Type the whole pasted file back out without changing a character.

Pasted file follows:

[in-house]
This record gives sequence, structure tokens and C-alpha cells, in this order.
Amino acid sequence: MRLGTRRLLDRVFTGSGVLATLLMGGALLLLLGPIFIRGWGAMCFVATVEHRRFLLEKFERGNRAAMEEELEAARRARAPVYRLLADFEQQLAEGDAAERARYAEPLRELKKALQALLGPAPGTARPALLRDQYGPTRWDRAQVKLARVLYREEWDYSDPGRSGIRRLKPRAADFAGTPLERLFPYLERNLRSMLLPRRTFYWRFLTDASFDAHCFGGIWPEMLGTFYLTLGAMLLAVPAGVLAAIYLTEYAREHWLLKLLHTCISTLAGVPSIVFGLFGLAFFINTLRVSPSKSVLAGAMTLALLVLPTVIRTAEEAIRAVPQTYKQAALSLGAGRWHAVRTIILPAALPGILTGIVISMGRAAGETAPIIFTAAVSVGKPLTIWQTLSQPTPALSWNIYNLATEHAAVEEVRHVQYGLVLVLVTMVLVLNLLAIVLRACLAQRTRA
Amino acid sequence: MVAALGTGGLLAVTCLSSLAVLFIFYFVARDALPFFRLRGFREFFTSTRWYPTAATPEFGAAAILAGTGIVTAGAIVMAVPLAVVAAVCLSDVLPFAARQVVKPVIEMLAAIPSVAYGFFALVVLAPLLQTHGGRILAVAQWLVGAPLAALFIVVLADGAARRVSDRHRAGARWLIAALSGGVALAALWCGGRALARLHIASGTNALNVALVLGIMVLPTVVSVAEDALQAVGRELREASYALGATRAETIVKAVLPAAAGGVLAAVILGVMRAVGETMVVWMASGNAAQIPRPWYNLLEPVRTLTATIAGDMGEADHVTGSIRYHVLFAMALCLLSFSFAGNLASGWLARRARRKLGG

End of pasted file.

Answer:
[in-house]
This record gives sequence, structure tokens and C-alpha cells, in this order.
Amino acid sequence: MRLGTRRLLDRVFTGSGVLATLLMGGALLLLLGPIFIRGWGAMCFVATVEHRRFLLEKFERGNRAAMEEELEAARRARAPVYRLLADFEQQLAEGDAAERARYAEPLRELKKALQALLGPAPGTARPALLRDQYGPTRWDRAQVKLARVLYREEWDYSDPGRSGIRRLKPRAADFAGTPLERLFPYLERNLRSMLLPRRTFYWRFLTDASFDAHCFGGIWPEMLGTFYLTLGAMLLAVPAGVLAAIYLTEYAREHWLLKLLHTCISTLAGVPSIVFGLFGLAFFINTLRVSPSKSVLAGAMTLALLVLPTVIRTAEEAIRAVPQTYKQAALSLGAGRWHAVRTIILPAALPGILTGIVISMGRAAGETAPIIFTAAVSVGKPLTIWQTLSQPTPALSWNIYNLATEHAAVEEVRHVQYGLVLVLVTMVLVLNLLAIVLRACLAQRTRA
Amino acid sequence: MVAALGTGGLLAVTCLSSLAVLFIFYFVARDALPFFRLRGFREFFTSTRWYPTAATPEFGAAAILAGTGIVTAGAIVMAVPLAVVAAVCLSDVLPFAARQVVKPVIEMLAAIPSVAYGFFALVVLAPLLQTHGGRILAVAQWLVGAPLAALFIVVLADGAARRVSDRHRAGARWLIAALSGGVALAALWCGGRALARLHIASGTNALNVALVLGIMVLPTVVSVAEDALQAVGRELREASYALGATRAETIVKAVLPAAAGGVLAAVILGVMRAVGETMVVWMASGNAAQIPRPWYNLLEPVRTLTATIAGDMGEADHVTGSIRYHVLFAMALCLLSFSFAGNLASGWLARRARRKLGG